"Yes!" Wallace shouted back. "Fight and you may die. Run and you will live at least awhile. And dying in your bed many years from now, would you be willing to trade all the days from this day to that for one chance, just one chance, to come back here as young men and tell our enemies that they may take our lives but they will never take our eggs!"
Even with William Wallace's fierce devotion to the snack his knowledge of its origins are somewhat misplaced as, contrary to what the name would suggest, Scotch Eggs aren't remotely Scottish, they were invented by Fortnum & Mason in the 18th Century and take their name from the Olde English verb 'to scotch', meaning to wrap in meat and breadcrumbs then deep-fry. As such the Scottish in the name of these Lorne sausage wrapped beauties is far from redundant.
Paint your face blue and white and tuck in.
Scottish Scotch Eggs Recipe
500gr of Lorne Sausage, bought or made (recipe here)
5 medium eggs, room temperature
Breadcrumbs, made from 3 slices of liquidised stale white bread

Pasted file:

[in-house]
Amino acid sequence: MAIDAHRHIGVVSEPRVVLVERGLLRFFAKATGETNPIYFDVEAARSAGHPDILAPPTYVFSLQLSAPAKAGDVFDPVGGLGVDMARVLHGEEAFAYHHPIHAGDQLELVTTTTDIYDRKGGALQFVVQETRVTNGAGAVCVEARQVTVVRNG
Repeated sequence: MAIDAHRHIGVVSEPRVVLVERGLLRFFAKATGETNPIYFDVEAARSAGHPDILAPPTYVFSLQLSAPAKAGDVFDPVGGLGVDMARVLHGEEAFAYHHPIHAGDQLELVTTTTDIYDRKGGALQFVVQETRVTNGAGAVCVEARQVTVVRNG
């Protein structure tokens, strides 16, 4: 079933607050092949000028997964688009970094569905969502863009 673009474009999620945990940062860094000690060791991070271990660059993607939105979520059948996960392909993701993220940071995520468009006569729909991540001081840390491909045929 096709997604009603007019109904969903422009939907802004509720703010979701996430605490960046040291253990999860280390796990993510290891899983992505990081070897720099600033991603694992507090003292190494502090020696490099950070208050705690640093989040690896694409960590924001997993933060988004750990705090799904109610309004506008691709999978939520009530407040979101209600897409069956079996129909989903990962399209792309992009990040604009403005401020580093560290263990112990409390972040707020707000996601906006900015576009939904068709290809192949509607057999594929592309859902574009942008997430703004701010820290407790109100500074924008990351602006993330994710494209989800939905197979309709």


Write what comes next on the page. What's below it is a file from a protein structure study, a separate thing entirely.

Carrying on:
A little plain flour
Bring some water to a light boil then boil 4 of the room temperature eggs for 6.5 minutes. Remove, crack the shells all over (this will burn your fingers) and then dump in iced water for 10 minutes to cool.
Split your Lorne sausage into 4 and wrap aropund your eggs. To do this I spread each lump on a piece of clingfilm till about 15cm round, then wrap around the egg. Once it's a nice shape (pinch the joins so well connected) you can peel the clingfilm off.
Beat the final egg with a pinch of salt. Dust each meat-covered delight in plain flour, then dip in egg then breadcrumbs, coating well.
Heat oil to 160C then deep-fry the eggs for 6-7 minutes, until golden and cooked through, before draining well on kitchen roll.
I like to serve with mustard, just make sure it's not English.